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Son of the Wilderness: The Life of John Muir by Linnie Marsh Wolfe (140,000 words, 45 illustrations)

First published in 1945, this biography won the Pulitzer Prize in 1946. Its author worked for twenty-two years on John Muir, including as secretary of the John Muir Association and as editor of Muir’s unpublished papers. She interviewed many family members and people who knew and worked with John Muir to produce this account of Muir’s life. She recounts Muir’s Scottish origins, his early years in the harsh Wisconsin wilderness, his remarkable mechanical aptitude and interest in botany and geology at the University of Wisconsin in Madison where he spent two and a half years before traveling to the Canadian wilderness, and then to California where he spent most of his life.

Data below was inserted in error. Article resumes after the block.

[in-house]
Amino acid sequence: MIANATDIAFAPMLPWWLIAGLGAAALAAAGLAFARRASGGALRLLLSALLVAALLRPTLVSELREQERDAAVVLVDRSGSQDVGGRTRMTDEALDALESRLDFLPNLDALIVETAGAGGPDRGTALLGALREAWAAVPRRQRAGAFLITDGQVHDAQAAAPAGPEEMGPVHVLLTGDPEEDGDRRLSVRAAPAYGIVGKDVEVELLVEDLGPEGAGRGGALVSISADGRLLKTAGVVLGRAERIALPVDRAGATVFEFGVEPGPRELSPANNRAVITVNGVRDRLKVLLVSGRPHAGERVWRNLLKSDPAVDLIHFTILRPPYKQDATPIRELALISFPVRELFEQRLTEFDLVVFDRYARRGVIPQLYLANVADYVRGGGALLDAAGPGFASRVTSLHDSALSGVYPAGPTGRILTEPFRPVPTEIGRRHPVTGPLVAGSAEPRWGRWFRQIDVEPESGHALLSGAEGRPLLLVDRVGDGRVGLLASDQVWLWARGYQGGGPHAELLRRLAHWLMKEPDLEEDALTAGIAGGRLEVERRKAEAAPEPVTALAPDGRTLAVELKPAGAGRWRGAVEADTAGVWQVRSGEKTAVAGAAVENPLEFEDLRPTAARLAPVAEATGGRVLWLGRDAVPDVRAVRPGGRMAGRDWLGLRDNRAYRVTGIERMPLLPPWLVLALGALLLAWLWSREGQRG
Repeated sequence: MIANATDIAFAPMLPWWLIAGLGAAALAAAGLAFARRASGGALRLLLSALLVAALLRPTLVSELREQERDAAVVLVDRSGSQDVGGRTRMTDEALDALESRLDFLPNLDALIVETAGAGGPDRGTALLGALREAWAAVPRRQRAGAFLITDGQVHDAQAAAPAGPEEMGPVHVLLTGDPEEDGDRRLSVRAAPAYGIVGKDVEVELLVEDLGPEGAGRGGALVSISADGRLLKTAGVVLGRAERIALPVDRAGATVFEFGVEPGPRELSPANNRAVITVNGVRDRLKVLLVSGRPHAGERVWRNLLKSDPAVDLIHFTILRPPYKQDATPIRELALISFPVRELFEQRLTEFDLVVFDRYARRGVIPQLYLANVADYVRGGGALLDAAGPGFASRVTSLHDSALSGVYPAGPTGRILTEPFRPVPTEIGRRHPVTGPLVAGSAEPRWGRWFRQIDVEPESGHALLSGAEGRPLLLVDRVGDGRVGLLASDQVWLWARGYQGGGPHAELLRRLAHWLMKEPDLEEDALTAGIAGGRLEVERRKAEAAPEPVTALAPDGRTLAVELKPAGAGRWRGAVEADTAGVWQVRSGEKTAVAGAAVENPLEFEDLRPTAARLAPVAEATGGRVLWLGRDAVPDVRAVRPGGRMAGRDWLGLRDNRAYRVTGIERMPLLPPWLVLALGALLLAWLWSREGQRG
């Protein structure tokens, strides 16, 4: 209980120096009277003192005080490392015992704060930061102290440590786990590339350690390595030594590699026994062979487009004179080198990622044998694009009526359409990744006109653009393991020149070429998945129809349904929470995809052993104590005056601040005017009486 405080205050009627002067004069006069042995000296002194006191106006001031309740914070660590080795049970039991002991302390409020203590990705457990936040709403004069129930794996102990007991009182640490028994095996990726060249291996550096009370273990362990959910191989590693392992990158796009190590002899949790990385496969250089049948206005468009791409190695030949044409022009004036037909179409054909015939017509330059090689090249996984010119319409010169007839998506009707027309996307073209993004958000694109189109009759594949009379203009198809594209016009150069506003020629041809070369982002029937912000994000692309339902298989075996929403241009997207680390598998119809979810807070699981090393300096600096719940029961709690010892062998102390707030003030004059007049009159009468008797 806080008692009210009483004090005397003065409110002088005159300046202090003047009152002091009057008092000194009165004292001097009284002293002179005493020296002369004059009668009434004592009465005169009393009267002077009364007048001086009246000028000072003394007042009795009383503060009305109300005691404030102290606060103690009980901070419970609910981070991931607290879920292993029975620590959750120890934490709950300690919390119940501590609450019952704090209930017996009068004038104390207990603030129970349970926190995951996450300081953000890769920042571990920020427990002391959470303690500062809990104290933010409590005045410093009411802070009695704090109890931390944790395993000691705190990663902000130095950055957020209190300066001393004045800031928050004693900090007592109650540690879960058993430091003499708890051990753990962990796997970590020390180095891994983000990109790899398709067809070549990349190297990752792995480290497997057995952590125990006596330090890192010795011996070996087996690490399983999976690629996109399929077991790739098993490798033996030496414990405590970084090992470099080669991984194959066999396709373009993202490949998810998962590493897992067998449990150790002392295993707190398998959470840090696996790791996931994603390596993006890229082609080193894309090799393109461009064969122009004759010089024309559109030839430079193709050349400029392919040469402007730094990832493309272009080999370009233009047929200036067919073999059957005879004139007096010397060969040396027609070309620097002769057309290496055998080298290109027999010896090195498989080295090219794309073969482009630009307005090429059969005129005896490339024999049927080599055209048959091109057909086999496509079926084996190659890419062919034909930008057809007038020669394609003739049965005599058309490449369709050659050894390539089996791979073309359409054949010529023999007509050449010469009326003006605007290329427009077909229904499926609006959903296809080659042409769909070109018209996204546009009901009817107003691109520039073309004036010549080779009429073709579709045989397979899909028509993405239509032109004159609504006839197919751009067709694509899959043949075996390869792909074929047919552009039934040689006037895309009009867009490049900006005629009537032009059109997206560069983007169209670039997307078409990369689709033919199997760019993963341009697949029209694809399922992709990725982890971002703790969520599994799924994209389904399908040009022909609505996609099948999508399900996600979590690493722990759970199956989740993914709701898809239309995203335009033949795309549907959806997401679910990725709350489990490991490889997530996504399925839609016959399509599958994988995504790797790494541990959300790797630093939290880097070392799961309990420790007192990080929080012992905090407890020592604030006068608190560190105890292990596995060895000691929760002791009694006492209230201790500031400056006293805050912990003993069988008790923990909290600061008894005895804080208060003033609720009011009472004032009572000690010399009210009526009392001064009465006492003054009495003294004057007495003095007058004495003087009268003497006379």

“[A] well-balanced, informative and rewarding biography.” —
Kirkus Reviews

“Into this biography of John Muir, Mrs. Wolfe has packed an amazing amount of factual information which she has illuminated with a sober critical judgment that gives us a convincing portrait of the whole man.” — Francis P. Farquhar,
Pacific Historical Review

“Linnie Marsh Wolfe almost singlehandedly restored John Muir to the respectability and stature he always deserved... [
Son of the Wilderness] should be on the reference shelves of anyone seriously interested in American environmental history.” — John Opie, Environmental History Review

“[A]n interesting personal biography... [Wolfe] creates Muir as a living personality — mystical but athletic, enthusiastic about nature but socially abrupt — a sort of middle-aged Thoreau.” — Alexander Kern,
Journal of American History

“By immersing herself in Muir’s life, for example, by soaking in his correspondence and journals, [Wolfe] was able to craft what amounts to a first-person narrative, the autobiography he never wrote for himself.” — Char Miller,
John Muir Newsletter